The actual weight to be attributed to maps as evidence depends on a range of considerations. Some of these relate to the technical reliability of the maps. This has considerably increased, owing particularly to the progress achieved by aerial and satellite photography since the 1950s. But the only result is a more faithful rendering of nature by the map, and an increasingly accurate match between the two information derived from human intervention, such as the names of places and of geographical features (the toponymy) and the depiction of frontiers and other political boundaries, does not thereby become more reliable. Of course, the reliability of the toponymic information has also increased, although to a lesser degree, owing to verification on the ground; but in the opinion of cartographers, errors are still common in the representation of frontiers, especially when these are shown in border areas to which access is difficult.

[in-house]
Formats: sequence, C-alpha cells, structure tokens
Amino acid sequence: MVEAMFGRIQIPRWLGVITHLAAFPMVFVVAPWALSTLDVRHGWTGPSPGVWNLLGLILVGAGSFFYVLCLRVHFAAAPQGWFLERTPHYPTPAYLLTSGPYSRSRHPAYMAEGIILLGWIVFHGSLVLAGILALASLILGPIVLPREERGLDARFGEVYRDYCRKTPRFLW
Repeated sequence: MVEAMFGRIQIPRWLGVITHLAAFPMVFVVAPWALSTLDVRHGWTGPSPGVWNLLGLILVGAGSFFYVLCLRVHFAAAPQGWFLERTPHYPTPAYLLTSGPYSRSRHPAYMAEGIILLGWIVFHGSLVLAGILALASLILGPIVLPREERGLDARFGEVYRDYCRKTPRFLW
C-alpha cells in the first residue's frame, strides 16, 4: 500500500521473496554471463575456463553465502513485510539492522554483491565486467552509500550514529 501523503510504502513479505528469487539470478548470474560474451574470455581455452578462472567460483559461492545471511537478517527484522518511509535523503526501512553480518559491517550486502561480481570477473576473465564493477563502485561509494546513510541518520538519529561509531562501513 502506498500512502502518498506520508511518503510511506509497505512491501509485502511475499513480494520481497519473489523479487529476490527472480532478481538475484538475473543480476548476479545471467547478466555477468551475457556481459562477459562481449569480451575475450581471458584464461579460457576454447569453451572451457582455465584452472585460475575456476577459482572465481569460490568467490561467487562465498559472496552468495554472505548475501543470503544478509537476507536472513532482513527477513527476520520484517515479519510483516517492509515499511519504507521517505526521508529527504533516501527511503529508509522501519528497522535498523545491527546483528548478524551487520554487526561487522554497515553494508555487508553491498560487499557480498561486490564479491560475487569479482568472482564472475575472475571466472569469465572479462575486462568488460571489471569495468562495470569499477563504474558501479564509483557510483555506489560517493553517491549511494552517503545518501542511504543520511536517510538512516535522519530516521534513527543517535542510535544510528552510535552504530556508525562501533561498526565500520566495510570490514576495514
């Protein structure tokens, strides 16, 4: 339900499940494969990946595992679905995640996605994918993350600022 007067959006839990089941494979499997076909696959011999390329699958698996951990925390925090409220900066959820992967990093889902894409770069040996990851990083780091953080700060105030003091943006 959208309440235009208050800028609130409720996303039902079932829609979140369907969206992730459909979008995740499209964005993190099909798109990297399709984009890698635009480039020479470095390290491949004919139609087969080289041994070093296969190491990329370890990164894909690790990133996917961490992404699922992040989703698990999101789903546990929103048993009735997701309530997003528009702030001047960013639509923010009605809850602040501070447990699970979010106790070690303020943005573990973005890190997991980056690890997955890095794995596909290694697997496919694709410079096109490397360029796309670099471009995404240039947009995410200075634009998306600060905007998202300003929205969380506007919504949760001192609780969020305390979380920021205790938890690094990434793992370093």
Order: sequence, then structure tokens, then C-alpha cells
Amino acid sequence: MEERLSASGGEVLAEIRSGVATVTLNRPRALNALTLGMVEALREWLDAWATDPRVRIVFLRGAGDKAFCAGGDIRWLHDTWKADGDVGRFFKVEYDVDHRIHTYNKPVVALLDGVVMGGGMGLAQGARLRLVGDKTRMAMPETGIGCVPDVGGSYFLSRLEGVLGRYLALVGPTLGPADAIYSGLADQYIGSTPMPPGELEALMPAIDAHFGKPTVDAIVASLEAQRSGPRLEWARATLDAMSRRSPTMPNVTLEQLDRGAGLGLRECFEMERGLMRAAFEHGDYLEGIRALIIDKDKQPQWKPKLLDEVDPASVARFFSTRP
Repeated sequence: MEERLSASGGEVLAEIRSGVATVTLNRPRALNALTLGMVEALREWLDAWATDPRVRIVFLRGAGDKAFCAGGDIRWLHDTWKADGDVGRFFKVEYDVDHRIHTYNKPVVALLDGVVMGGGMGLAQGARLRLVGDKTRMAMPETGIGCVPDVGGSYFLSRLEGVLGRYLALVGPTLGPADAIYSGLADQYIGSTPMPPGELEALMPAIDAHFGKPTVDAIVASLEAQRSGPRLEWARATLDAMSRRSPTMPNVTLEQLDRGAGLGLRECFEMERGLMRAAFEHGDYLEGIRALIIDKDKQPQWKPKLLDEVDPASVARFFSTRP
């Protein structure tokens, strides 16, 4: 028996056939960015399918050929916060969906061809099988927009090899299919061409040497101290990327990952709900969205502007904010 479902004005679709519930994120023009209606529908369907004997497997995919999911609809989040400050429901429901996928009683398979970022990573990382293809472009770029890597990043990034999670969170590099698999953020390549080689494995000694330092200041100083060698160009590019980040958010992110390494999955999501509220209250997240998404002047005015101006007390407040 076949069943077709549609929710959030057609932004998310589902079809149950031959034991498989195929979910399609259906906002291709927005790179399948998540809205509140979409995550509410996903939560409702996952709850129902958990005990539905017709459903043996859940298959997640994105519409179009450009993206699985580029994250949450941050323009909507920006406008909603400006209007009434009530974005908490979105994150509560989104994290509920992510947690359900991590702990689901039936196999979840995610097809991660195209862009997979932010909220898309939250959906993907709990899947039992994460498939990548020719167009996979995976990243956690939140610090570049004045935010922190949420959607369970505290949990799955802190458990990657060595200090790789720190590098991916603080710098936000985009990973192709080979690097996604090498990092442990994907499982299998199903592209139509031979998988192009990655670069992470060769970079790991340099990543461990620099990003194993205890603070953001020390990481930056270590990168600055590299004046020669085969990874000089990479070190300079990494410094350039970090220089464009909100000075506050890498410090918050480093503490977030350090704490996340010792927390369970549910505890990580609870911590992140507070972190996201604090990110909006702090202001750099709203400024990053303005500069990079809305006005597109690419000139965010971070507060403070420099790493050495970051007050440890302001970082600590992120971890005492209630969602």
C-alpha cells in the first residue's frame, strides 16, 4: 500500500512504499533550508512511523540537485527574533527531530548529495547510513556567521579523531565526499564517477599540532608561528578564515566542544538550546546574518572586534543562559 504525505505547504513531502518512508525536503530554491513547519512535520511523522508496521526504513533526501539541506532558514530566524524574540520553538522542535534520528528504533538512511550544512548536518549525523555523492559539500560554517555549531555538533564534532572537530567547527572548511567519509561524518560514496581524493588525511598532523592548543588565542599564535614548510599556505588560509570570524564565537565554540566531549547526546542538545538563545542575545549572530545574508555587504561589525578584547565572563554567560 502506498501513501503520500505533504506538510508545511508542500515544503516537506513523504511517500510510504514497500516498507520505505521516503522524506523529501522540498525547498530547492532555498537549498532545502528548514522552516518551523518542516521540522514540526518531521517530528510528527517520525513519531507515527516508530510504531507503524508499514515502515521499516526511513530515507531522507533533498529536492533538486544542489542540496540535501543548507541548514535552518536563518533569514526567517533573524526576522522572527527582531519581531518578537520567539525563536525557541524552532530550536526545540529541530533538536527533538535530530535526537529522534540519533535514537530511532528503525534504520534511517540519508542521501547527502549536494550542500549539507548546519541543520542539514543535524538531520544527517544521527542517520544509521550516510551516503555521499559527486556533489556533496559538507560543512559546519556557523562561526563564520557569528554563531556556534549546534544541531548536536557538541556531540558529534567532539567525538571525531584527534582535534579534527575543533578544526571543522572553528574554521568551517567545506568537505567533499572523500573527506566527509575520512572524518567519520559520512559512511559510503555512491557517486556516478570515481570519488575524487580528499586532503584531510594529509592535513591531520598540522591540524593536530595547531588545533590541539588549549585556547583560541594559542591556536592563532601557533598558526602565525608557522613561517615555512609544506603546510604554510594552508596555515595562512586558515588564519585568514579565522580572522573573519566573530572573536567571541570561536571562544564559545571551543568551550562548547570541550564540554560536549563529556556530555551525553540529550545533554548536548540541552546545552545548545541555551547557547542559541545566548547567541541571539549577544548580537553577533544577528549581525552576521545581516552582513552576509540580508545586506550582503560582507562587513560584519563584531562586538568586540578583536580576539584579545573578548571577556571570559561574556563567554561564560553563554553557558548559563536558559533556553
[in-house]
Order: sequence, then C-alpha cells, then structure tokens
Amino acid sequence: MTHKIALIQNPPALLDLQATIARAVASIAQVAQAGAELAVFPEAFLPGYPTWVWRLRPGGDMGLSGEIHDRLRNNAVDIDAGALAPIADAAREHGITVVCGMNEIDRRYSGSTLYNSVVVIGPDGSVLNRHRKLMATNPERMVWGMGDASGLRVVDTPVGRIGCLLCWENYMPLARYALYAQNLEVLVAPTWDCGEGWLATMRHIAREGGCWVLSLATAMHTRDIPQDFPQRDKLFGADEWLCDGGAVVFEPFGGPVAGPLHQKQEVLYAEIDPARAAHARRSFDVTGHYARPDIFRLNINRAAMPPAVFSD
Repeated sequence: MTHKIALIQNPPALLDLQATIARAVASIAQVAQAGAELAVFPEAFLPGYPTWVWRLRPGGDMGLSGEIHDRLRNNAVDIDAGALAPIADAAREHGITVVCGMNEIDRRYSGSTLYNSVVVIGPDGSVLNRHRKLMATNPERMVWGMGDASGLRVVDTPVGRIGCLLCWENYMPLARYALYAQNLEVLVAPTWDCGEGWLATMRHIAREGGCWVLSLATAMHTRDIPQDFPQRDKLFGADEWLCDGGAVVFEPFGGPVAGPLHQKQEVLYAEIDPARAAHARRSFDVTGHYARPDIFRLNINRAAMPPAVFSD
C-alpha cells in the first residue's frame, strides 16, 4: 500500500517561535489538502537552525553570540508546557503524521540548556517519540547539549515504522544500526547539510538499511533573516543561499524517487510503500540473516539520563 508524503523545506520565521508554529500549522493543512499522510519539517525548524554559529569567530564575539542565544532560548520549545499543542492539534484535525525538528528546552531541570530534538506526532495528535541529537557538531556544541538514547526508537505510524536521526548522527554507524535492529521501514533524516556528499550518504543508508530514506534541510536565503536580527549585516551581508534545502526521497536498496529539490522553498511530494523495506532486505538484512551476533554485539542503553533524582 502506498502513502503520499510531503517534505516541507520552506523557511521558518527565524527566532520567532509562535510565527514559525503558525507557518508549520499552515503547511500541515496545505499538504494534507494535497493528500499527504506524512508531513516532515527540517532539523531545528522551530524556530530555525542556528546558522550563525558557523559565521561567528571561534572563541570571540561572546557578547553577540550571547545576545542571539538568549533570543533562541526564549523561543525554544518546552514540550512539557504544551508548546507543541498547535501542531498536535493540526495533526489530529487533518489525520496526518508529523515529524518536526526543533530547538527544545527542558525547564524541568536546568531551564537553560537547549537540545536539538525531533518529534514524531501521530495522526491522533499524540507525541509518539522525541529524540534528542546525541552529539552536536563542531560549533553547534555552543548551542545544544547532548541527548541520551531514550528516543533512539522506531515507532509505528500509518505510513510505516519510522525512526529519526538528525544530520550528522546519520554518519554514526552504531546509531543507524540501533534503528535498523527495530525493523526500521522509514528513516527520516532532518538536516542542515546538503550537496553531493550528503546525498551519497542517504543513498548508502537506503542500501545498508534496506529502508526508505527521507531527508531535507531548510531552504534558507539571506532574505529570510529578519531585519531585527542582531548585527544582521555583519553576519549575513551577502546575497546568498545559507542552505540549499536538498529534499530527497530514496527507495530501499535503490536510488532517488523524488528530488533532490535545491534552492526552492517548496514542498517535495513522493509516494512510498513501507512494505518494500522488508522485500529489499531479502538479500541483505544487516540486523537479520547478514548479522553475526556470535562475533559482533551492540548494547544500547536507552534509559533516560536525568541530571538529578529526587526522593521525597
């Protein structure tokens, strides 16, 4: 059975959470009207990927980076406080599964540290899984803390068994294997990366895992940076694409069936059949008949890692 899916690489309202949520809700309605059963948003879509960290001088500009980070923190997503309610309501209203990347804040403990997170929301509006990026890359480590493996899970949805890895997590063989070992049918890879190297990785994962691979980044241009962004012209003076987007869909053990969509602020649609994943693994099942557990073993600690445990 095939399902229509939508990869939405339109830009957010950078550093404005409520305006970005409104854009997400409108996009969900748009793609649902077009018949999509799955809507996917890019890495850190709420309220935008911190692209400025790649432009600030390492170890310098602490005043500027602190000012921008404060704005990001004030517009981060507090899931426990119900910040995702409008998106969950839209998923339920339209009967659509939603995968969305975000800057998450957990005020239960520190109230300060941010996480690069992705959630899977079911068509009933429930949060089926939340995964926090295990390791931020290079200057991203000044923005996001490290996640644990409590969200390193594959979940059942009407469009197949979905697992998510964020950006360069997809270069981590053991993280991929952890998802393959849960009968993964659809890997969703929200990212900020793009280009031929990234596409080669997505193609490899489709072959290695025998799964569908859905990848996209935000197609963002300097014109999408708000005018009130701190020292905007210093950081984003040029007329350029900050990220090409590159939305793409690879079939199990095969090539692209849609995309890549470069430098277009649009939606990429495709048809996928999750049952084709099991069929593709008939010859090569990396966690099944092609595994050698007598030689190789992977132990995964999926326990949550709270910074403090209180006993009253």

Other considerations which determine the weight of maps as evidence relate to the neutrality of their sources towards the dispute in question and the parties to that dispute. Since relatively distant times, judicial decisions have treated maps with a considerable degree of caution; less so in more recent decisions, at least as regards the technical reliability of maps. But even where the guarantees described above are present, maps can still have no greater legal value than that of corroborative evidence endorsing a conclusion at which a court has arrived by other means unconnected with the maps. In consequence, except when the maps are in the category of a physical expression of the will of the state, they cannot in themselves alone be treated as evidence of a frontier since in that event they would form an irrebuttable presumption, tantamount in fact to legal title.